Enter Nike and their controversial campaign featuring the outspoken Colin Kaepernick. Sure, it caused a backlash. We all saw the videos of people burning Nike sneakers. But positive or negative, at the end of the day the campaign garnered a widespread emotional response.
Showing that there might be some truth behind the old maxim of there’s no such thing as bad publicity, Nike’s mentions on social media exploded by 1000% and their online sales jumped by 31% over the Labor Day weekend, which represented a 17% YOY increase.
This wasn’t just a hunch on Nike’s part. They’re a mega company overseeing a whole brand empire. Apart from being in a strong position to weather any storms, they can push a liberal line with one brand while remaining conservative or neutral in another. They also know that brands that try to please everybody can fizzle away into obscurity.
Like so many other brands, they seemed to take a leaf out of Simon Sinek’s seminal book, ‘Start with Why’. The consumer doesn’t just want to know about the ‘what’ and ‘how’ of a product but why it has come into existence. They want to open up a brand and see a beating heart, a soul even, especially when they’ve been swamped by soulless, algorithm-led messaging.
Taco Bell is another proponent of the woke approach to visual content marketing. They have developed a strong brand personality based on their values and stuck with it through thick and thin. No wishy-washy messaging here. They stick to their guns and gain crazy levels of engagement on social media.
It takes a huge effort for ‘advertising’ to gain traction in new social media. So it’d better be big and bold. And while you’re at it, make it authentic and engaging.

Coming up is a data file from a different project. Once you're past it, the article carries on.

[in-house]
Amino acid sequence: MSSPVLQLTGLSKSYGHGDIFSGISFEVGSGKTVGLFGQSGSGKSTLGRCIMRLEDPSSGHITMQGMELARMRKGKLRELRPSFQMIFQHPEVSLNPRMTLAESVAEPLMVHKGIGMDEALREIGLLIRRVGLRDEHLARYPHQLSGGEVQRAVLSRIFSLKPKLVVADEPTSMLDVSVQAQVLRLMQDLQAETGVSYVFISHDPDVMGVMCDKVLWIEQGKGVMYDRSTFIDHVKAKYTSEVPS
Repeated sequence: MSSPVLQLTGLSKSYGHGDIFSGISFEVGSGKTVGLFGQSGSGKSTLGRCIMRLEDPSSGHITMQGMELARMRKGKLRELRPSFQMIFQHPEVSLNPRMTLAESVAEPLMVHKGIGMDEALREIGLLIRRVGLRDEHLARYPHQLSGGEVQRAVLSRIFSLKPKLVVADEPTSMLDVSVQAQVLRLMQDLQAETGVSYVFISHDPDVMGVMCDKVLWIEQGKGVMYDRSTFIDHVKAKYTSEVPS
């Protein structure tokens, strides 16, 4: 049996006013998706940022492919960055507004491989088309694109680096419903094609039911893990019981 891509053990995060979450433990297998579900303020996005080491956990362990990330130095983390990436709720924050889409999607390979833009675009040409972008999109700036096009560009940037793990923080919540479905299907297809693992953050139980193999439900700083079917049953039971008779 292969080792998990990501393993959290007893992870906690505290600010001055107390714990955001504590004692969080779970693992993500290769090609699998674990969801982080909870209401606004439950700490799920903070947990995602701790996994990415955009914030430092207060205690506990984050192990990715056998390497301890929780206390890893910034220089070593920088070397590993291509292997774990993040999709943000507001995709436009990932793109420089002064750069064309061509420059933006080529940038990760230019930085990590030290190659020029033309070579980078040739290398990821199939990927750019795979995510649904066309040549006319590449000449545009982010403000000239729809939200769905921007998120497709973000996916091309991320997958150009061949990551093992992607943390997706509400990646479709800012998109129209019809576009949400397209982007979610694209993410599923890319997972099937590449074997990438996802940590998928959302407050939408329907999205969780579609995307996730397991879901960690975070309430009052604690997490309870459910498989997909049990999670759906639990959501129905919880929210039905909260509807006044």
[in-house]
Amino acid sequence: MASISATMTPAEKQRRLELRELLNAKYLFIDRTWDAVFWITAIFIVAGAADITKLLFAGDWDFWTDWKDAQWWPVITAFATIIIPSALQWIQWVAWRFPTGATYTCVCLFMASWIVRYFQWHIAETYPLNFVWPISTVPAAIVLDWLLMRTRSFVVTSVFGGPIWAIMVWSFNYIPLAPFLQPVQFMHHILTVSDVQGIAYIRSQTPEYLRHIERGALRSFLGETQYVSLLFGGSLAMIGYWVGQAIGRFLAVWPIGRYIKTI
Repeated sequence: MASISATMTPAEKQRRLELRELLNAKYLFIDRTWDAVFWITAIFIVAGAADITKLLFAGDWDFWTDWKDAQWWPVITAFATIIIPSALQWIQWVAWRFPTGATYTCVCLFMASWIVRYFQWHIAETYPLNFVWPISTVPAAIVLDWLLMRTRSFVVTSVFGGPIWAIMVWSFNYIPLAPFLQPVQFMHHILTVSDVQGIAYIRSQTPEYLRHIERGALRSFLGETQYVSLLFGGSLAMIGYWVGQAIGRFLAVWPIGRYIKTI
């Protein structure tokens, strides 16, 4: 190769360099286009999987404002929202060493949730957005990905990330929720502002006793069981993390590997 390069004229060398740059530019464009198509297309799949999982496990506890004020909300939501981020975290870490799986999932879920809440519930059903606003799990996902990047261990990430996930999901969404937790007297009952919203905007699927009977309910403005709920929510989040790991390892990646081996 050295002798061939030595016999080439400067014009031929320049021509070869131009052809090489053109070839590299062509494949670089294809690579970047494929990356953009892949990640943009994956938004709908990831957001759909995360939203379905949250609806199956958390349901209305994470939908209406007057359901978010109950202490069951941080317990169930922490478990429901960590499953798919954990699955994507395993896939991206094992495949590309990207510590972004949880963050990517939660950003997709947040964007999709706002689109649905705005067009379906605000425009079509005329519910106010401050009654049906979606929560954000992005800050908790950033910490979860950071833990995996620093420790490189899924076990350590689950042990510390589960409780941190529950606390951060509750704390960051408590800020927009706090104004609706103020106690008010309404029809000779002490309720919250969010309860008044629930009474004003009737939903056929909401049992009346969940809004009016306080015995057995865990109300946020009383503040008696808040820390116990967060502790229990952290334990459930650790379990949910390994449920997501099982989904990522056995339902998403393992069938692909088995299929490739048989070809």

5. Authentic + video: visual storytelling gold
There’s no questioning the power of video as a medium, but ultimately it’s content that triggers engagement. The best way to achieve this is by curating authentic video content to produce a personalised message.
What businesses are essentially facing is a trust issue. According to the Edelman Trust Barometer, only 52% of respondents around the world conveyed that they trust businesses. In the US alone, trust levels have been cut by 10% since 2017. Perhaps it’s a response to all the corporate scandals, the global financial crisis and the so-called post-truth era.
Your customers can smell a fake from miles away and once they do, they’ll be sure to walk miles away from your brand. Remember the consumer is looking for a brand with a soul, one that is well stated, consistent and hopefully relatable.
And it’s not just authenticity per se, they demand ‘real’ authenticity. We all saw what happened to Pepsi when they attempted their own woke campaign with Kendall Jenner. Think rather Dove’s successful Real Beauty campaign.
They want to see real stories featuring real people with real human frailties, especially Millennials.
What does this mean?
First up, steer away from generic stock content. Apart from being expensive, it can take an age (if at all) to find visual content on these platforms that vaguely matches your brand, let alone your particular campaign.
Alternatively, you could empty your marketing budget on a professional photo/film shoot. For a ‘free’ option, companies can source user-generated content through social media. It will deliver authenticity and encourage interaction. But it’s not necessarily free since the copyright is normally tied up with the social media giants.
Considering all the above, it’s no wonder why brands and agencies have recently turned to crowdsourced visual content platforms. They provide great value in terms of quality and legal support. Plus, since the content is usually tailor-made to your specific brand brief, you can rest assured that it will tell your brand’s story to a T.
More importantly, your visual content will be optimised for social media or whatever channel you select, delivering you real results.